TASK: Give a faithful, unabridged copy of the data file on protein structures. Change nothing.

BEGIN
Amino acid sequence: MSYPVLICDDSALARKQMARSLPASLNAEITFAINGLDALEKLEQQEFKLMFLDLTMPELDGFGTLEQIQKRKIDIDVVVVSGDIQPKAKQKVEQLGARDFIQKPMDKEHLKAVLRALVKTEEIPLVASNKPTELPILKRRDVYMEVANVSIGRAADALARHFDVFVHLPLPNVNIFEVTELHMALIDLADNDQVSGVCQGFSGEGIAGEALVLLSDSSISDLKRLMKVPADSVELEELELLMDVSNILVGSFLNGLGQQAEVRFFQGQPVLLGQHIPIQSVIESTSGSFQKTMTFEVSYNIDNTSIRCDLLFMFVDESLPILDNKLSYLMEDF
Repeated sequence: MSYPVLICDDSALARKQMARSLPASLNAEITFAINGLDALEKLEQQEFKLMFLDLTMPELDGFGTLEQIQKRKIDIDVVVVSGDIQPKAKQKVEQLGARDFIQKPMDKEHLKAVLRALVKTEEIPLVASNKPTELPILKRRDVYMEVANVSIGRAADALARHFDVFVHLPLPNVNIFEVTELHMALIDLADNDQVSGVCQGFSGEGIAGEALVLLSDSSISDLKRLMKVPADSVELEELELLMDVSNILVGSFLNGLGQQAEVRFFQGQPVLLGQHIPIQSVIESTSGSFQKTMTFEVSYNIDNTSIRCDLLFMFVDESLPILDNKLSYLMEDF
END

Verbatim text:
Amino acid sequence: MSYPVLICDDSALARKQMARSLPASLNAEITFAINGLDALEKLEQQEFKLMFLDLTMPELDGFGTLEQIQKRKIDIDVVVVSGDIQPKAKQKVEQLGARDFIQKPMDKEHLKAVLRALVKTEEIPLVASNKPTELPILKRRDVYMEVANVSIGRAADALARHFDVFVHLPLPNVNIFEVTELHMALIDLADNDQVSGVCQGFSGEGIAGEALVLLSDSSISDLKRLMKVPADSVELEELELLMDVSNILVGSFLNGLGQQAEVRFFQGQPVLLGQHIPIQSVIESTSGSFQKTMTFEVSYNIDNTSIRCDLLFMFVDESLPILDNKLSYLMEDF
Repeated sequence: MSYPVLICDDSALARKQMARSLPASLNAEITFAINGLDALEKLEQQEFKLMFLDLTMPELDGFGTLEQIQKRKIDIDVVVVSGDIQPKAKQKVEQLGARDFIQKPMDKEHLKAVLRALVKTEEIPLVASNKPTELPILKRRDVYMEVANVSIGRAADALARHFDVFVHLPLPNVNIFEVTELHMALIDLADNDQVSGVCQGFSGEGIAGEALVLLSDSSISDLKRLMKVPADSVELEELELLMDVSNILVGSFLNGLGQQAEVRFFQGQPVLLGQHIPIQSVIESTSGSFQKTMTFEVSYNIDNTSIRCDLLFMFVDESLPILDNKLSYLMEDF